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transient is a wrapper around QEMU that provides additional features like downloading and building disk images, shared folders, and SSH support.


The primary motivation for the development of transient is to have a simple way to create short-lived virtual machines for testing and development, particularly kernel and hypervisor development. There are many other tools for creating virtual machines, such as vagrant or the many libvirt based solutions. However, these are almost always very stateful. It can be difficult to create virtual machines using these tools in CI environments, as the state may not always be appropriately synchronized. Also, these tools can make it more difficult to supply an existing kernel/initramfs when booting the virtual machine.

Almost all linux-based virtualization tools ultimately rely on qemu. transient makes this dependency transparent, allowing the user the entire flexibility of QEMU. This can be very helpful, for example, when attempting to setup complex virtual networking situations which may be difficult to express in the abstractions provided by other tools.


transient is available on PyPI, so the latest release can be installed with pip install transient. It is also available from GNU Guix, and can be installed with guix install python-transient. To install transient from source, clone this repository and run pip install -e '.[dev]' from the project root. As always, the usage of python virtual environments is recommended for a development setup. The development environment can also be built by running make dev from the project root.

transient has very few dependencies. On Ubuntu, these can be installed by running apt-get install ssh qemu-system-x86 python3-pip.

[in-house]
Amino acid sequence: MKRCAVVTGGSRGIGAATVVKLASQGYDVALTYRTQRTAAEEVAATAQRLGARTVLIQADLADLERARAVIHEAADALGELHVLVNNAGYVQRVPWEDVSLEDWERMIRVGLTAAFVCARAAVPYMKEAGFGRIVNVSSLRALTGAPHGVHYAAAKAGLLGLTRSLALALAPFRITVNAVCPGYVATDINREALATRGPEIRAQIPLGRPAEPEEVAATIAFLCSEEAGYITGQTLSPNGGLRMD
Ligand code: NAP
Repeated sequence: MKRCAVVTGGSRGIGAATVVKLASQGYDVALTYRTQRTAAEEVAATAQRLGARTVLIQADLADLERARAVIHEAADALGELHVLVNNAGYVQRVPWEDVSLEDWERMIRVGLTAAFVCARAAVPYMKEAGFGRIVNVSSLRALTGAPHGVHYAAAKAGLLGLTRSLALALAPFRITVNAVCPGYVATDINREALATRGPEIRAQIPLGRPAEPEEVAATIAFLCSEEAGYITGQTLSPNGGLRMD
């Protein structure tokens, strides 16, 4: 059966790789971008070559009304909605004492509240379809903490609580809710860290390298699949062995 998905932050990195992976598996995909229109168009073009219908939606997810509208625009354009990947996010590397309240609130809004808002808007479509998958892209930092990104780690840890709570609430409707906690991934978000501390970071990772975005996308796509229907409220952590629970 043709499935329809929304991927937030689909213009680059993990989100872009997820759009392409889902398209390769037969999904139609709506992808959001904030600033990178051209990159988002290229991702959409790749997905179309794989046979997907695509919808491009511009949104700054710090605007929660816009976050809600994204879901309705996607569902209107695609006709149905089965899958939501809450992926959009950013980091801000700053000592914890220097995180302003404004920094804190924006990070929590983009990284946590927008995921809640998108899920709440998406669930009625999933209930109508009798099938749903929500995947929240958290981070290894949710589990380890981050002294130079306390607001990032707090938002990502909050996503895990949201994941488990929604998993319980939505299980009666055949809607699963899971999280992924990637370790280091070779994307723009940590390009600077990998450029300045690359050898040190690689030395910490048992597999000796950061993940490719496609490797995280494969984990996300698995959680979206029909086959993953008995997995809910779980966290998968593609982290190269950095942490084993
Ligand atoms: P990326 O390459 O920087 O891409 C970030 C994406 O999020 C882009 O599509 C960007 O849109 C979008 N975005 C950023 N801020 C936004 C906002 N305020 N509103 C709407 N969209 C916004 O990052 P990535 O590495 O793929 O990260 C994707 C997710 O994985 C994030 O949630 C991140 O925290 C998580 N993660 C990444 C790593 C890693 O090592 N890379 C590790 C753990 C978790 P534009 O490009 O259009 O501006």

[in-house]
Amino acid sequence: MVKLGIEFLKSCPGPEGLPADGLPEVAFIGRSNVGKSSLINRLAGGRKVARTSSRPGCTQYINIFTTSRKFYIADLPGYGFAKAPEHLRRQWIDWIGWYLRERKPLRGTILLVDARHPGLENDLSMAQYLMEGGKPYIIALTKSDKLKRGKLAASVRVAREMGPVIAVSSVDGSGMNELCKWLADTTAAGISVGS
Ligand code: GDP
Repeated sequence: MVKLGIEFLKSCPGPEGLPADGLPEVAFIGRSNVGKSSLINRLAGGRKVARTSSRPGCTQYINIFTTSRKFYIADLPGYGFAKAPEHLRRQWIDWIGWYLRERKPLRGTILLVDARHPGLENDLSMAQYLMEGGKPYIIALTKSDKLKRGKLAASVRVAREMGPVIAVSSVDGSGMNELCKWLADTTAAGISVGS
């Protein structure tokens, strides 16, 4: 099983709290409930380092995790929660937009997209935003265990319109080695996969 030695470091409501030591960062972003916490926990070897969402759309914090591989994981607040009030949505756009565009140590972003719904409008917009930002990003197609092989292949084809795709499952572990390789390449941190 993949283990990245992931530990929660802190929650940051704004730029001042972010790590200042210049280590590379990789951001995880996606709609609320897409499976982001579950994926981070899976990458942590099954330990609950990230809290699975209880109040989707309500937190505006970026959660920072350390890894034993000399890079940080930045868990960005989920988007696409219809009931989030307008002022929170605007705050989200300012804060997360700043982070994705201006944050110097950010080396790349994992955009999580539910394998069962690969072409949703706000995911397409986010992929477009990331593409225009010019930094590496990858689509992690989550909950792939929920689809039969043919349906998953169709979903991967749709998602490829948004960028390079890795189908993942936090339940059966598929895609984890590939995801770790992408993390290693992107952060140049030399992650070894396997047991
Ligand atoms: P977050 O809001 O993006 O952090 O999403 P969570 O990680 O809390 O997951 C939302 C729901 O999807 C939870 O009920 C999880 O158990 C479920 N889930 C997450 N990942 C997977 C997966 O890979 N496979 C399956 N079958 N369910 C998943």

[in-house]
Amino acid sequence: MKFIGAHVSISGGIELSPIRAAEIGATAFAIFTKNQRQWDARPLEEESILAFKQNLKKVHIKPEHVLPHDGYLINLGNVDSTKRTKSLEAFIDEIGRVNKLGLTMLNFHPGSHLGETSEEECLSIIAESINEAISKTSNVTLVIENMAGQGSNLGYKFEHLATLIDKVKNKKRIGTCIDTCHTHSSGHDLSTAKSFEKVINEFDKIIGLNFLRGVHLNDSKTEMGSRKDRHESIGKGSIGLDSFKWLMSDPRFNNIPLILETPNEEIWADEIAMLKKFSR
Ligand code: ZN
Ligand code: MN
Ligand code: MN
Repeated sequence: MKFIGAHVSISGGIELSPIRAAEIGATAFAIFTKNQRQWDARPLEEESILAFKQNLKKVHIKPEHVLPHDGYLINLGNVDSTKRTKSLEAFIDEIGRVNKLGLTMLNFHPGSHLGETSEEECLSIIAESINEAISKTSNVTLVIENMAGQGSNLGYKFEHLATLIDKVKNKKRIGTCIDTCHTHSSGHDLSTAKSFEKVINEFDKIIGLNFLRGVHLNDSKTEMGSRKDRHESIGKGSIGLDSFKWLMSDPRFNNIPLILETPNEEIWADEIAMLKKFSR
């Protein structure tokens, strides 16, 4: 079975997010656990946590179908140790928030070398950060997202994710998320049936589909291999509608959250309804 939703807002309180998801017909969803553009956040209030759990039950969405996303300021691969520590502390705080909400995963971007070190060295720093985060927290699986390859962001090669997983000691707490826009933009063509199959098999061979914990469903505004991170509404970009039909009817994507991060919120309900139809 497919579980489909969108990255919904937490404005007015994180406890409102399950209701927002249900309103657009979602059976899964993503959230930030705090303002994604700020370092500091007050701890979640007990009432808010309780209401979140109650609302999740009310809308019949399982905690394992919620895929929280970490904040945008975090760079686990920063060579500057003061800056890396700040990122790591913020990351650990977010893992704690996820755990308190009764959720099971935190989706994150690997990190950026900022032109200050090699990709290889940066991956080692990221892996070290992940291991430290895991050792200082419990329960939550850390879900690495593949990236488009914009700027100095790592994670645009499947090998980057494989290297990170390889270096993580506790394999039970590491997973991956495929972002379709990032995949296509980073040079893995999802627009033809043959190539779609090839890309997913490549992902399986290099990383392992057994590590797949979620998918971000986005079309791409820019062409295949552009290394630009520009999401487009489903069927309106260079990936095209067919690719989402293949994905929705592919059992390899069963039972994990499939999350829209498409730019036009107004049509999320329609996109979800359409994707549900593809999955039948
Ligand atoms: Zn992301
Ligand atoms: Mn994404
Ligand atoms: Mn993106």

Documentation for transient is available on Read the Docs.

Quick Start

transient is primarily a wrapper for QEMU. It supplies a small set of flags that are used to add additional features to the VM being started. As the name implies, it is almost completely stateless. This avoids problems that can sometimes occur with libvirt based tools becoming 'unsynchronized' with the real system state.

For example, in the following command, the flags before the -- are passed to transient. The remaining arguments are passed directly to QEMU. This example will cause transient to download and run a Centos7 VM (from the Vagrant Cloud) with 1GB of memory using a text console. This virtual machine will be automatically shut down on exit and its disk will be destroyed.

transient run centos/7:2004.01 -- -nographic -enable-kvm -m 1G

transient also supports a vagrant style SSH connection. This will start the virtual machine and connect standard input and output to an SSH connection with the machine, instead of the serial console. However, when this connection is closed, the machine will be automatically shut down (unlike vagrant). For example:

transient run centos/7:2004.01 --ssh-console -- -enable-kvm -m 1G

The --ssh-console flag depends on the image having the normal vagrant keypair trusted for the vagrant user.

Building Images

One side-effect of the development of transient was to create a Dockefile-like declarative file that can be used to build virtual machine disk images. For example, the file below would build a Centos 7 image based on the existing vagrant image centos/7:2004.01 but with nano installed and a hostname change:

FROM centos/7:2004.01
RUN yum install -y nano
RUN echo 'myhostname' > /etc/hostname

For additional information on building images, see the Building Images page of the docs.


This project is licensed under the terms of the MIT license. See the LICENSE file for details


A wrapper for QEMU allowing the creation of virtual machines with shared folder, ssh, and disk creation support.







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